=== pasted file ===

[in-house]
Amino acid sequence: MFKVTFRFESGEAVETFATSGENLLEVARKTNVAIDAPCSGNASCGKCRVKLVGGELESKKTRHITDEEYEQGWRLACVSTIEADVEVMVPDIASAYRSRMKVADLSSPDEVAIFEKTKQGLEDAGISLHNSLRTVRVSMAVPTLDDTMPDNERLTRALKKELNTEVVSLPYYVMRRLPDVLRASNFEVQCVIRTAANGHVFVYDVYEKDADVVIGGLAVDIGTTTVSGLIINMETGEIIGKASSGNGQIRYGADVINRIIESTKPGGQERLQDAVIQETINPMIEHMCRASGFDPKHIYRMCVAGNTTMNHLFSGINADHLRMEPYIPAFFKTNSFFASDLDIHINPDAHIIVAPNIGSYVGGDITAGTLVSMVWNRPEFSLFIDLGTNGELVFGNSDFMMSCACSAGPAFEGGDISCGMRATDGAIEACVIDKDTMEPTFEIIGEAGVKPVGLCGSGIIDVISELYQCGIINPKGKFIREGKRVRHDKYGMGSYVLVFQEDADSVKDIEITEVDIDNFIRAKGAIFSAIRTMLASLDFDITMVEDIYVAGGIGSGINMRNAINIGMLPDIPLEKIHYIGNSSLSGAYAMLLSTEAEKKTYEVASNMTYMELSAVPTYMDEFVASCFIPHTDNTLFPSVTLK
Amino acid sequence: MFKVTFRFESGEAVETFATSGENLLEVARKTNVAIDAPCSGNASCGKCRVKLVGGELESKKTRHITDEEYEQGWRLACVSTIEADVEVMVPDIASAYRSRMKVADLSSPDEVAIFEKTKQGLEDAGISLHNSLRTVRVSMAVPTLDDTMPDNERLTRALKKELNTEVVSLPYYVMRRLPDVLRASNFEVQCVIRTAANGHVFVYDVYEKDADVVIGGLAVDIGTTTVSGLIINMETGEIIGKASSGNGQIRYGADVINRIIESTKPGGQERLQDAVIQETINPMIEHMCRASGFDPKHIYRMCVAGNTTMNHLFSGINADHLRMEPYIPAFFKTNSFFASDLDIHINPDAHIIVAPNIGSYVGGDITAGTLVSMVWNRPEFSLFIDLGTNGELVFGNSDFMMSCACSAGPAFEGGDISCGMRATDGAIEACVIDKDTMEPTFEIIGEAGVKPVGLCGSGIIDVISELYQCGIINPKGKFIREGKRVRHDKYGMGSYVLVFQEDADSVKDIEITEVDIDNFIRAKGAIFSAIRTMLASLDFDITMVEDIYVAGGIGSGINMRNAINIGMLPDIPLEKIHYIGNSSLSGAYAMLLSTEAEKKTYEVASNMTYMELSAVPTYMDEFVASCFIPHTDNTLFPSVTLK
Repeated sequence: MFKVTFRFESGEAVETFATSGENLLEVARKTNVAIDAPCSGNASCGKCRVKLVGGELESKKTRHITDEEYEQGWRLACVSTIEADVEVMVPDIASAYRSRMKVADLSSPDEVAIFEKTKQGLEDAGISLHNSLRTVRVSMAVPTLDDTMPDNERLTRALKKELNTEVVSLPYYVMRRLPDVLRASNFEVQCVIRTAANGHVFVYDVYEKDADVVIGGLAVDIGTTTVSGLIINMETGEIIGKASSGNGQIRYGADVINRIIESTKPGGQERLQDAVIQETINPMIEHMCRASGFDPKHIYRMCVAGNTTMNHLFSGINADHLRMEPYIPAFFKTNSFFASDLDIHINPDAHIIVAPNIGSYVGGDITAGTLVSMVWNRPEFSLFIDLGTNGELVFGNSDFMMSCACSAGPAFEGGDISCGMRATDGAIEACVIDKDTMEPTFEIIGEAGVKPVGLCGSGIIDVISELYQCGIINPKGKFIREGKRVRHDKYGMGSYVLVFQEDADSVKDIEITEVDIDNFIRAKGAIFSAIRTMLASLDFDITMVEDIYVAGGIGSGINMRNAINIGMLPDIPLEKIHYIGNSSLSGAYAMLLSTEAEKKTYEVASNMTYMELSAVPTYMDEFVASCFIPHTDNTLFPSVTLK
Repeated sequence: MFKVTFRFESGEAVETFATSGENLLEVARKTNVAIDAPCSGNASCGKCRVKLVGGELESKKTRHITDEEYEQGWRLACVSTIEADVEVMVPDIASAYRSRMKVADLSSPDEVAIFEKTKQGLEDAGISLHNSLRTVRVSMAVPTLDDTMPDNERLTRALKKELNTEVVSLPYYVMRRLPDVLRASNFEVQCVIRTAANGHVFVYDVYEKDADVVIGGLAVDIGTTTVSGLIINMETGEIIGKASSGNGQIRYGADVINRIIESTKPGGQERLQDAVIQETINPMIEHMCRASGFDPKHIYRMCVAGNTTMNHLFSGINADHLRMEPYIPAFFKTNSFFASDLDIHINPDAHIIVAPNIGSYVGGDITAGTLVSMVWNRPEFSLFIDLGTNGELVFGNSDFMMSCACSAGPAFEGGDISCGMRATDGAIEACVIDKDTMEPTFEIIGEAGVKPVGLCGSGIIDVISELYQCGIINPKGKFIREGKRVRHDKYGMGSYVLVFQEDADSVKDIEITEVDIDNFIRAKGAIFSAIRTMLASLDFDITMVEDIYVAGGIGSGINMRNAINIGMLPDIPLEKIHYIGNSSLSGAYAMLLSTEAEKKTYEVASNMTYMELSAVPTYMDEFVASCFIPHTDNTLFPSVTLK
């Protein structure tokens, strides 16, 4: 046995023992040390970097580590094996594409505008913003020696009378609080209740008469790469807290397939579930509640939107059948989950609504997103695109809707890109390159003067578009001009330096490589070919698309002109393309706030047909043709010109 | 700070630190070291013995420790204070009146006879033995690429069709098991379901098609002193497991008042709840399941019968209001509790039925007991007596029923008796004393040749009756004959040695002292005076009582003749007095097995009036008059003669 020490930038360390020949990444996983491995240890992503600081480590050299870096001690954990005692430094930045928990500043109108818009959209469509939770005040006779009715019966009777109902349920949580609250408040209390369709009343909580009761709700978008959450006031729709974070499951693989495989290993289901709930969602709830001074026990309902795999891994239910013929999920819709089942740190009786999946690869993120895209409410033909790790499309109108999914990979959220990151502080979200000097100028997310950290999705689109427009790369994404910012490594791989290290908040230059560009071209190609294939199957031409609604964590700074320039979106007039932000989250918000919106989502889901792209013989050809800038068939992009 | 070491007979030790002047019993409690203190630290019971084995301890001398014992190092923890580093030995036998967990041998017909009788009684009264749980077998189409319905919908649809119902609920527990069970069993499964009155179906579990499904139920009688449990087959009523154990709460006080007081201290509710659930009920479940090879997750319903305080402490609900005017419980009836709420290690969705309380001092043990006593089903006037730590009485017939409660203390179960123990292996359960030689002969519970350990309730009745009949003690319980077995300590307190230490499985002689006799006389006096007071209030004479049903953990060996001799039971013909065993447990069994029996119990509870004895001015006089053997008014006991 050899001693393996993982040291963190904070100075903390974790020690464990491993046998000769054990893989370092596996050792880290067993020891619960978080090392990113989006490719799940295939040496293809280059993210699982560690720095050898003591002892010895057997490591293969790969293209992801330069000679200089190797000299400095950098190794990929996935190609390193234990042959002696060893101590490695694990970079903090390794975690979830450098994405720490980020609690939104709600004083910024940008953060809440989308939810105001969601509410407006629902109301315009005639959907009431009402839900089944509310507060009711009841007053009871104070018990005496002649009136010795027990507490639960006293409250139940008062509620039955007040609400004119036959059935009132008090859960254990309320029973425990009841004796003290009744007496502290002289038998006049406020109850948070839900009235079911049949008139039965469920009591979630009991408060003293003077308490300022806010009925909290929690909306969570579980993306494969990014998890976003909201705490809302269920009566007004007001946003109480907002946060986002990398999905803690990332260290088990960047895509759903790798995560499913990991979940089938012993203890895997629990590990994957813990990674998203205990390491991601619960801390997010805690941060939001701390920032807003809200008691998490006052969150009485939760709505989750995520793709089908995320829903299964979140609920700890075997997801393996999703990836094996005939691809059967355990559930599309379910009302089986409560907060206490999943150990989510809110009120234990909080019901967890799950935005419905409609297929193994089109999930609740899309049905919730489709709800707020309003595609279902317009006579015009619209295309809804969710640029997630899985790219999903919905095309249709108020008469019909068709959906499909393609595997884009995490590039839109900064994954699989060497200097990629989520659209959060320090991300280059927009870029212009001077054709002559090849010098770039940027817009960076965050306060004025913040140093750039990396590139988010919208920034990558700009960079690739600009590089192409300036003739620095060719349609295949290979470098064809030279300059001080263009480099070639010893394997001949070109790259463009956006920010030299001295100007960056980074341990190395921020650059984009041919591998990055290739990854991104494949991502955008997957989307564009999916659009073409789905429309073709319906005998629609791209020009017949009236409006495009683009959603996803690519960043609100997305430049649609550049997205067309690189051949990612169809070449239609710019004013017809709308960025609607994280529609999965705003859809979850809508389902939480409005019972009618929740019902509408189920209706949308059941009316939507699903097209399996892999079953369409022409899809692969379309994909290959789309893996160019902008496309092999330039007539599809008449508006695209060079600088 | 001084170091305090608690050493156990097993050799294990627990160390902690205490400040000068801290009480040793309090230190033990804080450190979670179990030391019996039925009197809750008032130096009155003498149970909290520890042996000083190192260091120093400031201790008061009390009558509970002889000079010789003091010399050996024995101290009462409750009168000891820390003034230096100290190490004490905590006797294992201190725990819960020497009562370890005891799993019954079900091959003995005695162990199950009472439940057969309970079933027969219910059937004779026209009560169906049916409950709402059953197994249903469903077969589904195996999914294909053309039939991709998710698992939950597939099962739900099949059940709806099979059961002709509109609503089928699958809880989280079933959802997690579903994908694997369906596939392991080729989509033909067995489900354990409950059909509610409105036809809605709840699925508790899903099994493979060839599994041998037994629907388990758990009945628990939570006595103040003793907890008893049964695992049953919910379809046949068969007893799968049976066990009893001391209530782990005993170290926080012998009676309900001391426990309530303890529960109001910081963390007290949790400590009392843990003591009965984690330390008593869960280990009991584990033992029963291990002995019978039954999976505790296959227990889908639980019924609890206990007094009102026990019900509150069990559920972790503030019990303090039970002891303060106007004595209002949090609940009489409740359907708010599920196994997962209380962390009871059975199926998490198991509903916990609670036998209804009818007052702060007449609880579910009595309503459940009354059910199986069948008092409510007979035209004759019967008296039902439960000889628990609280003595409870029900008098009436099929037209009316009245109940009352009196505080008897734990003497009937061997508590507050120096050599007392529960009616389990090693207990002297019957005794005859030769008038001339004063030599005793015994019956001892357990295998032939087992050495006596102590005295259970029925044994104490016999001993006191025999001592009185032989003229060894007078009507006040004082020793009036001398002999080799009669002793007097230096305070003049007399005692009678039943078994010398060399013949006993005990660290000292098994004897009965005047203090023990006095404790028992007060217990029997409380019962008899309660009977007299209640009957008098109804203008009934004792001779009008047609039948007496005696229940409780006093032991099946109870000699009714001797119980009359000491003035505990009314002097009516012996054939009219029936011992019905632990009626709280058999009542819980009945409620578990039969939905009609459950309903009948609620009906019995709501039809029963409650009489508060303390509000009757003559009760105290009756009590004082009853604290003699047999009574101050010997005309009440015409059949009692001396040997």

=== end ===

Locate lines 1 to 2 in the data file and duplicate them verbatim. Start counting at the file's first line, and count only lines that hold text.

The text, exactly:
[in-house]
Amino acid sequence: MFKVTFRFESGEAVETFATSGENLLEVARKTNVAIDAPCSGNASCGKCRVKLVGGELESKKTRHITDEEYEQGWRLACVSTIEADVEVMVPDIASAYRSRMKVADLSSPDEVAIFEKTKQGLEDAGISLHNSLRTVRVSMAVPTLDDTMPDNERLTRALKKELNTEVVSLPYYVMRRLPDVLRASNFEVQCVIRTAANGHVFVYDVYEKDADVVIGGLAVDIGTTTVSGLIINMETGEIIGKASSGNGQIRYGADVINRIIESTKPGGQERLQDAVIQETINPMIEHMCRASGFDPKHIYRMCVAGNTTMNHLFSGINADHLRMEPYIPAFFKTNSFFASDLDIHINPDAHIIVAPNIGSYVGGDITAGTLVSMVWNRPEFSLFIDLGTNGELVFGNSDFMMSCACSAGPAFEGGDISCGMRATDGAIEACVIDKDTMEPTFEIIGEAGVKPVGLCGSGIIDVISELYQCGIINPKGKFIREGKRVRHDKYGMGSYVLVFQEDADSVKDIEITEVDIDNFIRAKGAIFSAIRTMLASLDFDITMVEDIYVAGGIGSGINMRNAINIGMLPDIPLEKIHYIGNSSLSGAYAMLLSTEAEKKTYEVASNMTYMELSAVPTYMDEFVASCFIPHTDNTLFPSVTLK